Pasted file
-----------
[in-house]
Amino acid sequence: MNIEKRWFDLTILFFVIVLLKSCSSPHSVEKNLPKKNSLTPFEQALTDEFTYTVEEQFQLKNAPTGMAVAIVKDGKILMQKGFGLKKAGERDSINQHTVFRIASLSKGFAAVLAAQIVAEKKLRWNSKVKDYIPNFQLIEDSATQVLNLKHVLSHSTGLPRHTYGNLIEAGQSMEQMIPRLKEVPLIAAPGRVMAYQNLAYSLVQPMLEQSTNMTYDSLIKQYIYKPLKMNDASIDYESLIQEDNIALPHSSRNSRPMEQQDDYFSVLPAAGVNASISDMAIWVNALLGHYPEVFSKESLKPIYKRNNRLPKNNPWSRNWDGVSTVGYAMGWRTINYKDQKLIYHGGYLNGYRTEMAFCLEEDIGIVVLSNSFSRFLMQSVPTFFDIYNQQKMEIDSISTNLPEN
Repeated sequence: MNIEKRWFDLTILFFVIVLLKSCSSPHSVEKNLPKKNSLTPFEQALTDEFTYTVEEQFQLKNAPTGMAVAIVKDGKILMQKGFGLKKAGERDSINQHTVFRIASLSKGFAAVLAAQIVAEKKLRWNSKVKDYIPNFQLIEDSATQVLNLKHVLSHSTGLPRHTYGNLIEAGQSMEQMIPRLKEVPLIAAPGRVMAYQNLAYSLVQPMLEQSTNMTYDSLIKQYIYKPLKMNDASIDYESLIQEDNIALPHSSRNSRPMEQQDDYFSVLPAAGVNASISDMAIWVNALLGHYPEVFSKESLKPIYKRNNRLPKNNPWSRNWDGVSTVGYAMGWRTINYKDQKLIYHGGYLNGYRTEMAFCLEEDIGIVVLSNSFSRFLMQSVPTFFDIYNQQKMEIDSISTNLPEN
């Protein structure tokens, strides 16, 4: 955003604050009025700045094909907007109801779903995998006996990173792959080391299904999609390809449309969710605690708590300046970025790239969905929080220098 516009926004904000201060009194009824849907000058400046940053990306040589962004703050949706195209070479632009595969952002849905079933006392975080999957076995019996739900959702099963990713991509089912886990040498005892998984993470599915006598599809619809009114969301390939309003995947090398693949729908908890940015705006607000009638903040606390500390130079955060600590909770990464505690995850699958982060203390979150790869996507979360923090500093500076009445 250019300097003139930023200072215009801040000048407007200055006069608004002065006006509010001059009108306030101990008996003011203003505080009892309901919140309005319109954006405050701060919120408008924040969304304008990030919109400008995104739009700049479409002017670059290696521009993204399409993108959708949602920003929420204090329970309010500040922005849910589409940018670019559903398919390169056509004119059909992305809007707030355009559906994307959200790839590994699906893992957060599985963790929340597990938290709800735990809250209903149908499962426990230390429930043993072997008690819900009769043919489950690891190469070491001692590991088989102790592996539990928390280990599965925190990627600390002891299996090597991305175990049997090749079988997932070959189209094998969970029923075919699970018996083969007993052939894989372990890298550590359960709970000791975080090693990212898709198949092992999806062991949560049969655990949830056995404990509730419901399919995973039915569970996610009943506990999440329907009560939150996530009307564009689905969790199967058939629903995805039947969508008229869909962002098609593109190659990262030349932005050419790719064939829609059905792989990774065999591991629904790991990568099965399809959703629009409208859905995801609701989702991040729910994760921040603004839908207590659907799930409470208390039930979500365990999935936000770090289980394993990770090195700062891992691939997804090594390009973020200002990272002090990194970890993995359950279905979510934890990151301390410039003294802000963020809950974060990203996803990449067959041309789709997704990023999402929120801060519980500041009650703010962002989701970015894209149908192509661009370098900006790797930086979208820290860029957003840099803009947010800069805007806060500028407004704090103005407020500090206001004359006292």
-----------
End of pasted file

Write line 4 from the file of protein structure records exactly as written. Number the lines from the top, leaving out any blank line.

């Protein structure tokens, strides 16, 4: 955003604050009025700045094909907007109801779903995998006996990173792959080391299904999609390809449309969710605690708590300046970025790239969905929080220098 516009926004904000201060009194009824849907000058400046940053990306040589962004703050949706195209070479632009595969952002849905079933006392975080999957076995019996739900959702099963990713991509089912886990040498005892998984993470599915006598599809619809009114969301390939309003995947090398693949729908908890940015705006607000009638903040606390500390130079955060600590909770990464505690995850699958982060203390979150790869996507979360923090500093500076009445 250019300097003139930023200072215009801040000048407007200055006069608004002065006006509010001059009108306030101990008996003011203003505080009892309901919140309005319109954006405050701060919120408008924040969304304008990030919109400008995104739009700049479409002017670059290696521009993204399409993108959708949602920003929420204090329970309010500040922005849910589409940018670019559903398919390169056509004119059909992305809007707030355009559906994307959200790839590994699906893992957060599985963790929340597990938290709800735990809250209903149908499962426990230390429930043993072997008690819900009769043919489950690891190469070491001692590991088989102790592996539990928390280990599965925190990627600390002891299996090597991305175990049997090749079988997932070959189209094998969970029923075919699970018996083969007993052939894989372990890298550590359960709970000791975080090693990212898709198949092992999806062991949560049969655990949830056995404990509730419901399919995973039915569970996610009943506990999440329907009560939150996530009307564009689905969790199967058939629903995805039947969508008229869909962002098609593109190659990262030349932005050419790719064939829609059905792989990774065999591991629904790991990568099965399809959703629009409208859905995801609701989702991040729910994760921040603004839908207590659907799930409470208390039930979500365990999935936000770090289980394993990770090195700062891992691939997804090594390009973020200002990272002090990194970890993995359950279905979510934890990151301390410039003294802000963020809950974060990203996803990449067959041309789709997704990023999402929120801060519980500041009650703010962002989701970015894209149908192509661009370098900006790797930086979208820290860029957003840099803009947010800069805007806060500028407004704090103005407020500090206001004359006292």